Is our "greatness" solely understood through the measures of society's view? How is it self-reliant if we depend on society's misunderstanding/understanding of what see, believe, or think?

  3. In response to Marwin's post:

    Our "greatness" only matters in relation to ourselves. Although Emerson speaks of the "universal sense", he does not mean for it to have a relevance to our lives. He focuses on the relation of the thought to the individual, rather than the relationship of the thought to the rest of the world. What matters is how it makes YOU feel, regardless of whether it is "conventional" or "unconventional."

    On another note, I struggle with the connections Emerson makes with "self-reliance" and God. In paragraph 3, Emerson states that we should "accept the place the divine providence has found for [us]." I understood this to mean that we should relish that God made us each as individuals with our own ways of processing and articulating information. However, by drawing on divine figures, is he not weakening his argument? Is religion not a reliance in another's ideas? Does is not restrict self-reliance?

    Ha, and as I am typing this, I am realizing what Emerson might say...

    He would most likely scoff at the idea of looking to old texts for thoughts, ideas, faith, etc. His reference to a "divine providence" stems from the pure connection an individual spirit can have with God. This idea of "pure thought" is rearticulated throughout his essay (i.e. "children, babes, and even brutes"). Emerson finds the "sentiment" of religion "of more value than any thought [it] may contain."

  4. I think the "verses" are intended to be anything in particular; they are for the reader to interpret. Whatever the reader thinks - whether the verses are ambiguous or if the "verses [are] written by an eminent painter," this wouldn't and shouldn't change the overall meaning of "Self-Reliance." I think it serves as a visual representation of what an "unconventional" piece of art is like; in this case, the "verses" that are written above Emerson's opening paragraph - because for Emerson to begin writing, he was inspired/moved by "the verses written by an eminent painter."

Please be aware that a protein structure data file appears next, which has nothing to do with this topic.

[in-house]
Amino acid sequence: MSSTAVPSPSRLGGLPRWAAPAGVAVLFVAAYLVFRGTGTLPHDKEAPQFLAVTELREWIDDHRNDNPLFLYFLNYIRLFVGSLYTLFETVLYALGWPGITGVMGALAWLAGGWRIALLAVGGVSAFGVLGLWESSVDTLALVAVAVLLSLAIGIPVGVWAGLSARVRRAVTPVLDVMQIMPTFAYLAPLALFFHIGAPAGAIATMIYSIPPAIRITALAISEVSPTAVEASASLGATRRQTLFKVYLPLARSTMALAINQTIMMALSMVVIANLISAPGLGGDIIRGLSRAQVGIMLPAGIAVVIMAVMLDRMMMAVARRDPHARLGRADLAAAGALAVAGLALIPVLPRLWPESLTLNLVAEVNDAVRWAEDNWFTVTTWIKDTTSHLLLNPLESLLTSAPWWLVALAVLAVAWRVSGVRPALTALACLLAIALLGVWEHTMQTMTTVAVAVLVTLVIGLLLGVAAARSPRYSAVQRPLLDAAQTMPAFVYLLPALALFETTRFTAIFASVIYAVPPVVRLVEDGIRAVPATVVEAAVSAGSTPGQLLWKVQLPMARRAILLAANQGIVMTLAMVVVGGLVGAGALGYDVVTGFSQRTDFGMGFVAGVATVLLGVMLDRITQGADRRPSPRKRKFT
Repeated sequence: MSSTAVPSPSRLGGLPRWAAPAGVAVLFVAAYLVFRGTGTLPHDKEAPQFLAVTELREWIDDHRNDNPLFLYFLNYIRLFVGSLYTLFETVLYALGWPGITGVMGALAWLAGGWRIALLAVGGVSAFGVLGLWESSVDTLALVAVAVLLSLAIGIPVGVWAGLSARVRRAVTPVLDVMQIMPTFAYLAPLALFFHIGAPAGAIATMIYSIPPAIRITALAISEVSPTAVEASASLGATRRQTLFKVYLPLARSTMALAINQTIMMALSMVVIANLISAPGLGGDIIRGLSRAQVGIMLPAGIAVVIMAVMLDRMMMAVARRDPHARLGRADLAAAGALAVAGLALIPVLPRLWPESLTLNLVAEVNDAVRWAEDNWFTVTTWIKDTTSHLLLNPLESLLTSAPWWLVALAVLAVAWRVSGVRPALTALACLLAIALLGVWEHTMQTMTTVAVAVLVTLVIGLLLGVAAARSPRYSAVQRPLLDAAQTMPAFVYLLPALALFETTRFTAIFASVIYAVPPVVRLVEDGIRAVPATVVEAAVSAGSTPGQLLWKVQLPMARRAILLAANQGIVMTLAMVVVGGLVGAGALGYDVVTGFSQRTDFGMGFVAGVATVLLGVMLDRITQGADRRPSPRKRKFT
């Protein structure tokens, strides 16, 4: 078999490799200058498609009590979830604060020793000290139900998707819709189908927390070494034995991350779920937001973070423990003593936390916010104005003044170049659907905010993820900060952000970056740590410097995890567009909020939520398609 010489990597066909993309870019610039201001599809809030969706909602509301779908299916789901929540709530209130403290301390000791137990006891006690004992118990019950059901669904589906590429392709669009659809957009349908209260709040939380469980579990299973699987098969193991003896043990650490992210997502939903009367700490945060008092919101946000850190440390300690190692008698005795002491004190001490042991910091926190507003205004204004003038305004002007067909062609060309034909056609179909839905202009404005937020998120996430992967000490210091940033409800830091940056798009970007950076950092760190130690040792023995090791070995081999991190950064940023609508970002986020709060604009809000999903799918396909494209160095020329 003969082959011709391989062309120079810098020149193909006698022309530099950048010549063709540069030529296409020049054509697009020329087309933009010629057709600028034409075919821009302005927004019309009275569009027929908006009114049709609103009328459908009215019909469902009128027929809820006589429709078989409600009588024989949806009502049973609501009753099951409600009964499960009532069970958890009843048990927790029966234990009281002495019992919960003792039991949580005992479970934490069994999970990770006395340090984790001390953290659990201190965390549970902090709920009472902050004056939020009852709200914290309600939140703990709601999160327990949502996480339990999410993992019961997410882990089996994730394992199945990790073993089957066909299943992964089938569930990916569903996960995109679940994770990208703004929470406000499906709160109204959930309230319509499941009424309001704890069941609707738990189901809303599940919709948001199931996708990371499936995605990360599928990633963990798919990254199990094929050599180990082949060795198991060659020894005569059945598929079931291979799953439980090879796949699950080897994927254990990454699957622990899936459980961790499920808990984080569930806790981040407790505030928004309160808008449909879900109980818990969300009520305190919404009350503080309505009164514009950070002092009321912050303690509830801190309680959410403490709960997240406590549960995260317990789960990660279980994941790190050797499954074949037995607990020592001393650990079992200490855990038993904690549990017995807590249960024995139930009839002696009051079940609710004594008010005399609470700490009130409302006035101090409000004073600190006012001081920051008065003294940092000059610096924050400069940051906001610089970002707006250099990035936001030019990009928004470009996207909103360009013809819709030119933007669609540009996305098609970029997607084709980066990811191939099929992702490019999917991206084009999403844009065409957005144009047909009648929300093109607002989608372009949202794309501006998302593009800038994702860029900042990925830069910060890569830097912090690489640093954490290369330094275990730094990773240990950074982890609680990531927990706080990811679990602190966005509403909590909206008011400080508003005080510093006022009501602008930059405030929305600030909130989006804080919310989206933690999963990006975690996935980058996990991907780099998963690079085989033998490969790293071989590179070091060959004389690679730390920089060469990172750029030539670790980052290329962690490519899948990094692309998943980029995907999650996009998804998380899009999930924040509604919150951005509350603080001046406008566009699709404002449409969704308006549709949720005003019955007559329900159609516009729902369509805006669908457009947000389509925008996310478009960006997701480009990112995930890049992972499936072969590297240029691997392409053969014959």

The big question of "What is conventional/unconventional?" reminds me of the question, "What is normal?” For example, if someone dressing a certain way – maybe with mismatching clothes – another person may view them as dressing unnaturally or they might say “It’s not normal to dress that way.” And the mismatching person would respond with, “What is normal, anyway?” Just because this person dresses DIFFERENTLY, does not mean they aren’t “normal.” This directly relates with what Emerson discusses in “Self-Reliance.” Every time I think about the question, “What is normal?”, I am taken aback because… nothing is normal. “Normal” or “conventional” is only what we are used to and what we have grown to know to be true. People are different and each life on this earth has a myriad of unique experiences in which forms their beliefs.

    And I agree with Marlena’s response to Marwin’s post, that our “greatness” only matters in relation to ourselves, rather than the rest of the world. Emerson constantly reminds us that we need to trust in own beliefs, regardless of what everyone else thinks. In the 9th paragraph, Emerson writes, “It is easy in the world to live after the world’s opinion; it is easy in solitude to live after our own. But the great man is he who in the midst of the crowd keeps with perfect sweetness the independence of solitude.” Again – here, Emerson further explains that the “great” man is one who can live by his beliefs, even if he is bombarded with conflicting/differing beliefs of everyone else.

  5. Class discussion and your responses have given further clarification. Thanks. :-)